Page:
Ingrown nails don’t just happen to your toes. Your fingernails can also become ingrown. This occurs less frequently in fingers because you’re not squeezing your fingers into shoes that don’t fit well. Also, the shape of your fingernails makes it less likely that they will become ingrown.
However, ingrown fingernails do happen and they can become infected. This makes everyday tasks such as typing on a keyboard or doing the dishes painful.
Your nails and skin are made of a protein called keratin. Nails are formed when dense layers of keratinized cells push to the surface of your finger. Ridges on your nails correspond to skin ridges underneath your nails. These help hold your nails in place.
When the shape of your nail changes, the ridges that hold your nail in place can lose their connection. This can cause the nail to grow into the sides or corners of your skin. This is known as an ingrown nail. A number of things can cause this, including:
- fungal infection
- growth that’s too fast or too slow
- improper trimming, such as leaving a nail spike on the end
- nail biting
Paronychia is an infection in the tissues surrounding a fingernail or toenail. In most instances, the finger is infected by Staphylococcus aureus, a common staph bacterium, or by the fungus candida. Infections may progress to full-blown, painful abscesses. If an infection persists without treatment, there is risk of more serious infection and permanent damage to the nail.
Unless you have diabetes or another medical condition that places you at special risk, you may be able to successfully treat an infected fingernail at home. The steps are simple.
- Apply warm compresses or soak the finger in warm, soapy water for 10 to 20 minutes, at least twice a day.
- Apply antibiotic or antifungal cream.
- Keep the infected area covered with a sterile bandage.
Call a doctor
When an ingrown fingernail causes a severe infection, particularly if an abscess forms, your doctor may recommend one of several medical procedures.
You or your doctor may gently lift up the nail and insert a small wedge of medicated cotton between your nail and the inflamed skin next to the nail. This can relieve pain and enable the nail to grow properly.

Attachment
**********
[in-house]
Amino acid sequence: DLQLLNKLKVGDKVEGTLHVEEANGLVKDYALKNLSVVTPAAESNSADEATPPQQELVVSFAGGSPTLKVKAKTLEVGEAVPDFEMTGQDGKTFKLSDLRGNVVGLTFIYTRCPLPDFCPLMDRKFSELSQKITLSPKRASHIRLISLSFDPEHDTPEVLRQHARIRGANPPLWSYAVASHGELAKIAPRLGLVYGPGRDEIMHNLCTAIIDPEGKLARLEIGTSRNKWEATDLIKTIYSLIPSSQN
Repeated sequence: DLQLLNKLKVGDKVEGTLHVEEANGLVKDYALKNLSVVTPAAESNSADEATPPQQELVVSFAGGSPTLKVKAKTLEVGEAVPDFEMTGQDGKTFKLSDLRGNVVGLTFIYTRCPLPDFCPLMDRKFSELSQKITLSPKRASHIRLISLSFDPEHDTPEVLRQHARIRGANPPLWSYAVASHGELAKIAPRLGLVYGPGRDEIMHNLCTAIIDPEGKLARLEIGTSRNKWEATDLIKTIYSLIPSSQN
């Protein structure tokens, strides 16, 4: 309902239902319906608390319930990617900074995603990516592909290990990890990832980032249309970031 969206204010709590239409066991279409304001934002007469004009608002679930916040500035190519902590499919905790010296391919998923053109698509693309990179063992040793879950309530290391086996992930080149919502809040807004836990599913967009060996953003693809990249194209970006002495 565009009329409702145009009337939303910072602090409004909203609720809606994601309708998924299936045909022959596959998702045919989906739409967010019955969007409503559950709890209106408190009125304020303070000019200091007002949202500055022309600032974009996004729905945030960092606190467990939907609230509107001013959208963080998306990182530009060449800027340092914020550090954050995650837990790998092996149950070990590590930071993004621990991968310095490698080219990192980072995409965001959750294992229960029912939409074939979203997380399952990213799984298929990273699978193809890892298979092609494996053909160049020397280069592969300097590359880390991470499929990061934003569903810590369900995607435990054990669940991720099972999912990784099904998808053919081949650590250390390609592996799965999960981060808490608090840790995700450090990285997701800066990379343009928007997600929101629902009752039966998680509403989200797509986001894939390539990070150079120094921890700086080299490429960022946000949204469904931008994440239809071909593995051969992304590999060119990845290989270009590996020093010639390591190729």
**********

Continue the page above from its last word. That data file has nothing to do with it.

Draining an abscess
If your ingrown fingernail has developed into an abscess, a doctor should drain it. Your finger will be numbed with local anesthesia in the doctor’s office before an incision is made to drain the pus. If there is significant drainage, the doctor may place a gauze piece, or wick, in the incision so it may continue to drain for a day or two.
Ingrown fingernails rarely require surgical treatment. Surgery is more common with ingrown toenails. However, if an ingrown nail doesn’t resolve on its own, you may need to see a family doctor or dermatologist for a surgical solution.
Doctors commonly use a procedure called nail avulsion. This involves removing a portion of the nail to allow the infected area to drain and heal. It’s performed in the doctor’s office using local anesthesia to keep the area numb.
You generally don’t need to go to the doctor for an ingrown fingernail, but you do need to be vigilant about your care. What may seem like a routine infection can rapidly progress to something more serious.
A felon is an infection that has spread deep into the fingertip. More uncommonly, an untreated infection from an ingrown fingernail can cause an inflammation of the underlying bone, called osteomyelitis. These infections require medical attention.
See your doctor immediately if you have any of the following symptoms:
- worsening or severe pain
- redness that encompasses the entire tip of your finger
- redness that creeps from the original site of the infection
- trouble bending the joints of your finger
- a fever